U.S.-flag Great Lakes vessel operators will spend $65 million maintaining and modernizing their vessels at Great Lakes shipyards this winter. When complete, the fleet will be ready to meet the needs of commerce come the spring break-out in March.
“Winter is the one opportunity our members have to renew and upgrade their vessels,” said James H.I. Weakley, President of Lake Carriers’ Association, the trade association representing the major U.S.-flag carriers. “They have just 10 months to deliver their customers’ annual raw materials requirement, so the vessels are in service 24/7 during the shipping season.”
The major focus this winter will be on normal maintenance such as overhauls of engines, cargo hold renewal and replacement of conveyor belts in the unloading systems. Depending on the trades it serves, a Great Lakes freighter can carry anywhere from 50 to 100 cargos in a season. A few vessels in the Cuyahoga River iron ore shuttle in Cleveland, Ohio, can carry even more cargos in a season.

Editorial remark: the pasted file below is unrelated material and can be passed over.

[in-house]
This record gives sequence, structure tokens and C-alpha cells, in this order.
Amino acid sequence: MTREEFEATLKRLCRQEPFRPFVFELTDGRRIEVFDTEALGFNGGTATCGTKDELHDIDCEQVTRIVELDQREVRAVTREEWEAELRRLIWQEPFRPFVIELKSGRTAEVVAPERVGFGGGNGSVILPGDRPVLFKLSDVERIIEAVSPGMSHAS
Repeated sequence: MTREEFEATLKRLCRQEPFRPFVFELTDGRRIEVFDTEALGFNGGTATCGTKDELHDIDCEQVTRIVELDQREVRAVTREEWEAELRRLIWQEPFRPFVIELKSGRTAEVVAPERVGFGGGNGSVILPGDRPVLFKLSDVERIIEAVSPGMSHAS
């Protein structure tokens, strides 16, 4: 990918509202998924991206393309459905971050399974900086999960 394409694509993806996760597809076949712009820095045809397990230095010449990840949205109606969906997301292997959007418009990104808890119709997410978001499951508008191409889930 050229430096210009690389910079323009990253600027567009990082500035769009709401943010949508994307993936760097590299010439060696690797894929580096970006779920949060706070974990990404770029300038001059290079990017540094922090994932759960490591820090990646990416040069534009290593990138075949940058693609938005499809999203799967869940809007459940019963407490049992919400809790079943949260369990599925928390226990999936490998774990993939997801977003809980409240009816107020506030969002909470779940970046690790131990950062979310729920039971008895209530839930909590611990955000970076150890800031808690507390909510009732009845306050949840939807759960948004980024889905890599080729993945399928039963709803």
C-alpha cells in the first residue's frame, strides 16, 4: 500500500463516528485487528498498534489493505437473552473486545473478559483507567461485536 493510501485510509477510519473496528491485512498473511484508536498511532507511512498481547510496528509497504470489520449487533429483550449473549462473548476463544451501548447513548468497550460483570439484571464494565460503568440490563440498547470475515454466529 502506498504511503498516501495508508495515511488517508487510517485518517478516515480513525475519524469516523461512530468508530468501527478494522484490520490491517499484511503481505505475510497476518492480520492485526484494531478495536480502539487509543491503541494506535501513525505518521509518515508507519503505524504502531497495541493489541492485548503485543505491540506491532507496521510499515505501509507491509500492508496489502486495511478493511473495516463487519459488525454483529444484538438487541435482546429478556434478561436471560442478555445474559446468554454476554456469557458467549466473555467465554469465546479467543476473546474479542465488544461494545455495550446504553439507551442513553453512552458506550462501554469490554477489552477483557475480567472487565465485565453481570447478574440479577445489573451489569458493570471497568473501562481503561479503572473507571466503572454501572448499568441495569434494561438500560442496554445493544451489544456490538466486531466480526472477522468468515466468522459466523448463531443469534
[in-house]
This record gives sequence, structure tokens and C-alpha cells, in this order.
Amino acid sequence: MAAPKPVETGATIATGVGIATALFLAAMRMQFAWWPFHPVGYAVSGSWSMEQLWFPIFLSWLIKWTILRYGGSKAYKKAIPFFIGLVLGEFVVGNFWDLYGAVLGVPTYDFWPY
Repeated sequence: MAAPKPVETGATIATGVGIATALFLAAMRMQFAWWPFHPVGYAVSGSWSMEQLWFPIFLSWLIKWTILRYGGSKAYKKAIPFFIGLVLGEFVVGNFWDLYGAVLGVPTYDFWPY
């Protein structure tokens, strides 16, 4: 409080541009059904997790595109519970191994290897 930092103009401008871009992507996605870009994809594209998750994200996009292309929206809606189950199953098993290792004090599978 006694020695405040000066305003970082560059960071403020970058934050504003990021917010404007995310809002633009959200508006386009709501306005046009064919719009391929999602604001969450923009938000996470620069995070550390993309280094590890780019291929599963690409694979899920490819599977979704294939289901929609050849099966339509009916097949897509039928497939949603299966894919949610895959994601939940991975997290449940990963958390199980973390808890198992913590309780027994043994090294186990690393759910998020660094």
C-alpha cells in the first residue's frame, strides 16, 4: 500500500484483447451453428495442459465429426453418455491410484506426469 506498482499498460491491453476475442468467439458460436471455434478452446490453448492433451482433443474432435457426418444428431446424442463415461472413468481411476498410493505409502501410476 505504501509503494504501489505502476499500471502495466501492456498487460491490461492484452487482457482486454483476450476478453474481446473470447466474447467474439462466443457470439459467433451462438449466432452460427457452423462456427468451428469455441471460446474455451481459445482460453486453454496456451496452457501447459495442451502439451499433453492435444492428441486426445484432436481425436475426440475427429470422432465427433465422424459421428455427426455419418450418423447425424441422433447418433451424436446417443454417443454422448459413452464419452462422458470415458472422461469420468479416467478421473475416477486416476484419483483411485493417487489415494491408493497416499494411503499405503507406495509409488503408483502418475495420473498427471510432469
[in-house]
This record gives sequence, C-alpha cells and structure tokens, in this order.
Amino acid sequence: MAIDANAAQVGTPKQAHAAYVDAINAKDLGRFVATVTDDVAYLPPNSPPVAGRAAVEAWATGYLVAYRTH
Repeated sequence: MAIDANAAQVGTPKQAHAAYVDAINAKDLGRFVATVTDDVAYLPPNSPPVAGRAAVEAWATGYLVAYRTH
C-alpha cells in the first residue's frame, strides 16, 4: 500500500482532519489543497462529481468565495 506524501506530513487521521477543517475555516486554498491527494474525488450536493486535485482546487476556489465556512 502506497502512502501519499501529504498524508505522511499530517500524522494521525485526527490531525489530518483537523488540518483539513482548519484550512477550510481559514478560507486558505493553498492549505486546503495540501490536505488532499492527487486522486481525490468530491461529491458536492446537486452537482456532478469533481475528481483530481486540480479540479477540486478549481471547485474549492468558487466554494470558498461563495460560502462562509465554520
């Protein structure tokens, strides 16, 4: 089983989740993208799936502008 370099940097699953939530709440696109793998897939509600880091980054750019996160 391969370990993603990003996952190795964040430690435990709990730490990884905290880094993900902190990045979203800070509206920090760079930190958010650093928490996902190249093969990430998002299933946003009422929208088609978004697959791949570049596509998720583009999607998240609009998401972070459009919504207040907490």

A steamship is having its boiler completely rebuilt. A 1,000-foot-long laker will have highly-efficient Rolls Royce propeller blades installed that will reduce fuel consumption and increase speed.
The industry’s carbon footprint will again shrink when a 1,000-foot-long U.S.-flag laker becomes the sixth vessel to have an exhaust gas scrubber installed in the past few years.
Ten lakers will be placed in drydock to allow the U.S. Coast Guard and American Bureau of Shipping to inspect the hull. These inspections are required by U.S. law.
The Lakes fresh water environment means vessels can serve the economy for decade upon decade. Two of the 1,000-footers will begin their 40th year of operation in 2018.
The major shipyards on the Lakes are located in Sturgeon Bay, Superior and Marinette, Wisconsin; Erie, Pennsylvania
; and Toledo, Ohio. Smaller “top-side” repair operations are located in Cleveland, Ohio; Escanaba, Michigan; Buffalo, New York
; and several cities in Michigan. The industry’s annual payroll for its 2,700 employees approaches $125 million and it is estimated that a wintering vessel generates an additional $800,000 in economic activity in the community in which it is moored.